Matthews' delusions had a definite political slant: he claimed that the purpose of this gang was espionage, and that there were many other such gangs armed with Air Looms all over London, using "pneumatic practitioners" to "premagnetize" potential victims with "volatile magnetic fluid". According to Matthews, their chief targets (apart from himself) were leading government figures. By means of their "rays" they could influence ministers' thoughts and read their minds. Matthews declared that William Pitt was "not half" susceptible to these attacks and held that these gangs were responsible for the British military disasters at Buenos Aires in 1807 and Walcheren in 1809 and also for the Nore Mutiny of 1797.

In 1814 Matthews was moved to "Fox's London House", a private asylum in Hackney, where he became a popular and trusted patient, the asylum's owner, Dr. Fox, regarding him as sane. Matthews assisted with book-keeping and gardening until his death in 1815.


  • Although it is impossible to make an unequivocal diagnosis of a long-dead person, Matthews' description of his torment by the "Air Loom Gang" reads as a classic example of paranoid delusions brought on as part of a psychotic episode. From this, it can be concluded that his disorder was most likely schizophrenia, although retrospective diagnoses should be treated with caution.
  • It should also be noted that while Haslam kept notes on Matthews, Matthews kept notes on Haslam and his treatment in Bethlem. This formed part of the evidence looked at by a Select Committee of the House of Commons in 1815, the findings of which led to Haslam's dismissal and reform of the treatment of patients in the Bethlem Hospital.
  • Matthews was also important in the history of psychiatry for more practical reasons. During his involuntary confinement he took part in a public competition to design plans for the rebuilding of Bethlem hospital. Bethlem's governors thought so well of the 46 pages of designs submitted by Matthews that they paid him £30 and the drawings finally used to build the new hospital show some features proposed by Matthews.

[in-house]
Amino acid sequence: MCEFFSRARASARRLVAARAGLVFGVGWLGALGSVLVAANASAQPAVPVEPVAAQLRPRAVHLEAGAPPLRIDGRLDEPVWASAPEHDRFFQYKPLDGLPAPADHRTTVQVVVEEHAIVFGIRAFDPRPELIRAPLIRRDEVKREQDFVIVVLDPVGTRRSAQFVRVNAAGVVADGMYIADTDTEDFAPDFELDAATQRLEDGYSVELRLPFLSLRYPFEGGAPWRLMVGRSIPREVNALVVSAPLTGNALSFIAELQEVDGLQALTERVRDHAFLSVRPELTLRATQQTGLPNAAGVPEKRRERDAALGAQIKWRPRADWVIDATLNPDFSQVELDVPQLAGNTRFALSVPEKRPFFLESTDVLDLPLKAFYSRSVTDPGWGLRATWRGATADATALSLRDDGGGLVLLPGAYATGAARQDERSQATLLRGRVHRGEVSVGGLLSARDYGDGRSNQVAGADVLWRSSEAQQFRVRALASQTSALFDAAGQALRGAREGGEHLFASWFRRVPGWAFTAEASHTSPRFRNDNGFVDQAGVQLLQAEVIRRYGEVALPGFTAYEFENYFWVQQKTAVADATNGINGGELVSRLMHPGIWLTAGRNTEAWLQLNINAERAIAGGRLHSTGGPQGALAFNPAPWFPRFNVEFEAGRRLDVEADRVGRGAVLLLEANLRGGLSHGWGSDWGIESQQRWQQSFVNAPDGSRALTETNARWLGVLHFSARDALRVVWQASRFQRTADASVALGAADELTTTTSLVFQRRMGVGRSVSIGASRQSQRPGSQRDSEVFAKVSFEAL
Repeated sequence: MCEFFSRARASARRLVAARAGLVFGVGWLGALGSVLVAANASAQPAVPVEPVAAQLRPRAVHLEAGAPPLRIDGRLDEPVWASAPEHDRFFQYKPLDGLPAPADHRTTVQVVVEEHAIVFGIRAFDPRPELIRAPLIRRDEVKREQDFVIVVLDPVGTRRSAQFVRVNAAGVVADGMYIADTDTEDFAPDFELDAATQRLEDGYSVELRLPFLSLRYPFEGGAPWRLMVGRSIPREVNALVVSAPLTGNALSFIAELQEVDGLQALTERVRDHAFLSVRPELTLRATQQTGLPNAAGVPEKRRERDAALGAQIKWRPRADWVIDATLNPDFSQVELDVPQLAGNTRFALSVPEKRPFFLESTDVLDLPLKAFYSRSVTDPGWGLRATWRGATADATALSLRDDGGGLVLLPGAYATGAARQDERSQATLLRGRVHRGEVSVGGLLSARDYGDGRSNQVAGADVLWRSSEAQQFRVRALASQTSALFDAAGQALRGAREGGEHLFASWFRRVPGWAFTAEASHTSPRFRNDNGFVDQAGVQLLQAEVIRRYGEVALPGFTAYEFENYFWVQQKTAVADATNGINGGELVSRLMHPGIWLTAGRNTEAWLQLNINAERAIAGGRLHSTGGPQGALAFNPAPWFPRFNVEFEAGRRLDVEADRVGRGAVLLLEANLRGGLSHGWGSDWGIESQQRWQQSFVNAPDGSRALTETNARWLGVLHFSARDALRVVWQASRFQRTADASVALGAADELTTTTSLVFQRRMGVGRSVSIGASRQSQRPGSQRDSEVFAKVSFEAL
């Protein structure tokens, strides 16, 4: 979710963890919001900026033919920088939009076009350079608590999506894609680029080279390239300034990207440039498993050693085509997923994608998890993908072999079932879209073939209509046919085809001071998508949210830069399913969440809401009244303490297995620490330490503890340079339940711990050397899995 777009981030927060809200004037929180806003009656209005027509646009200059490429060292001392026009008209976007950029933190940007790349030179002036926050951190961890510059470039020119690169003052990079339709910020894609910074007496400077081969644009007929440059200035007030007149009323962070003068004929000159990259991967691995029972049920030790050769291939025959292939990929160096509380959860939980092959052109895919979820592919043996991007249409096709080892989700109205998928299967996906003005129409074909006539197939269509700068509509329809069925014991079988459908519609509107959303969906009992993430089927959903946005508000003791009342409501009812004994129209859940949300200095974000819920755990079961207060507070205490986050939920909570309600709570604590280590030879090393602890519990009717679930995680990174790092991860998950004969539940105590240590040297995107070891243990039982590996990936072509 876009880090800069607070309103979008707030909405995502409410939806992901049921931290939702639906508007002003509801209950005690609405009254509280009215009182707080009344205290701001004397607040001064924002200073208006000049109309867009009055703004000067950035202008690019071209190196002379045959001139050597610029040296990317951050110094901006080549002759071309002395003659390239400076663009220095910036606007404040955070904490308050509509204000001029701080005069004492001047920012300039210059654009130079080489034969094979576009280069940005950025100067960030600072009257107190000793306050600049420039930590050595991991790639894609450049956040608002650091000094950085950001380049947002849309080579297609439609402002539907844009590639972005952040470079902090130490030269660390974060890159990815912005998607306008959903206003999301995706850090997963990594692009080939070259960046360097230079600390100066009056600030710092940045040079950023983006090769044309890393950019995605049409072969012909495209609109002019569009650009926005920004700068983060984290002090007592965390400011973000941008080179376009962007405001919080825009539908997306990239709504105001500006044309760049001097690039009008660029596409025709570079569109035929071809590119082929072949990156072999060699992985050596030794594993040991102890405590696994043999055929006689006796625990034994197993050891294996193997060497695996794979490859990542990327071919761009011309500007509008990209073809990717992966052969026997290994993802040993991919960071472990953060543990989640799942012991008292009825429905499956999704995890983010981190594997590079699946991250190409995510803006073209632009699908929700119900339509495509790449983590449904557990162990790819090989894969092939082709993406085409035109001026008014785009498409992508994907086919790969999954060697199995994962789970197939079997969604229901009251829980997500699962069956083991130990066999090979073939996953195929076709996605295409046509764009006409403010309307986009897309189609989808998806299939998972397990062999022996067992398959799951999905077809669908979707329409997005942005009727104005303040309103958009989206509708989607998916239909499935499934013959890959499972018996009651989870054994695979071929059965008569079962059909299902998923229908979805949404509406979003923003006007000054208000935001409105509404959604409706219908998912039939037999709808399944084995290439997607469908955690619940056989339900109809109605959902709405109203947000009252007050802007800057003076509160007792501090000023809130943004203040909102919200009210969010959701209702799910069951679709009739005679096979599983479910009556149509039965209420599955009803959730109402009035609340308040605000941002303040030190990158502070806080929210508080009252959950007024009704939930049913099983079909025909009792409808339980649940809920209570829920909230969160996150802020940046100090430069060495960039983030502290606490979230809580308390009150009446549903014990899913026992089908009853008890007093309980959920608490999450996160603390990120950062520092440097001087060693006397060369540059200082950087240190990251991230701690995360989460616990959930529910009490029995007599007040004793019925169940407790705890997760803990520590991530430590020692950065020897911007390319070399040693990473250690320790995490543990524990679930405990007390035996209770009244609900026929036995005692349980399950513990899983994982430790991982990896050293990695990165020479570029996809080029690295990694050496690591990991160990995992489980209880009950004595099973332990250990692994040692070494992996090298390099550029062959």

Fictional representations of Matthews

  • Greg Hollingshead's 2004 novel, Bedlam concerns the changing relationship between John Haslam and Matthews and is narrated in first-person from the perspective of Haslam, Matthews and Matthews's wife.
  • Alex Varley Winter and Vassili Christodoulou's theatrical adaptation of Haslam's Illustrations of Madness presents James's life history through the perspective of the "Air Loom Gang" and focuses primarily on the justifications and problems with compromising state security for liberty of the individual.
  • Haslam's Key, a play written by journalist Danny O'Brien and performed at the Edinburgh Fringe in 1993, re-imagined Matthews as a forerunner of modern science fiction authors. Haslam's Key was a wooden spoon-like device invented by John Haslam, documenter of Matthew's delusions, which was used to force-feed Bedlam patients.
  • In 2002, the British artist Rod Dickinson built a recreation of the air loom from Matthew's original plans.
  • Richard Hayden's novel The Influencing Engine is a fantasy loosely based on aspects of James Tilly Mathews life.
  • In the CSI episode Lab Rats, Grissom uses Matthews' condition as an analogy in describing the miniature killer.
  • In the 2007 novel, The Da-da-de-da-da Code by Robert Rankin, this particular case forms the basis for much of the plot.

See also



External links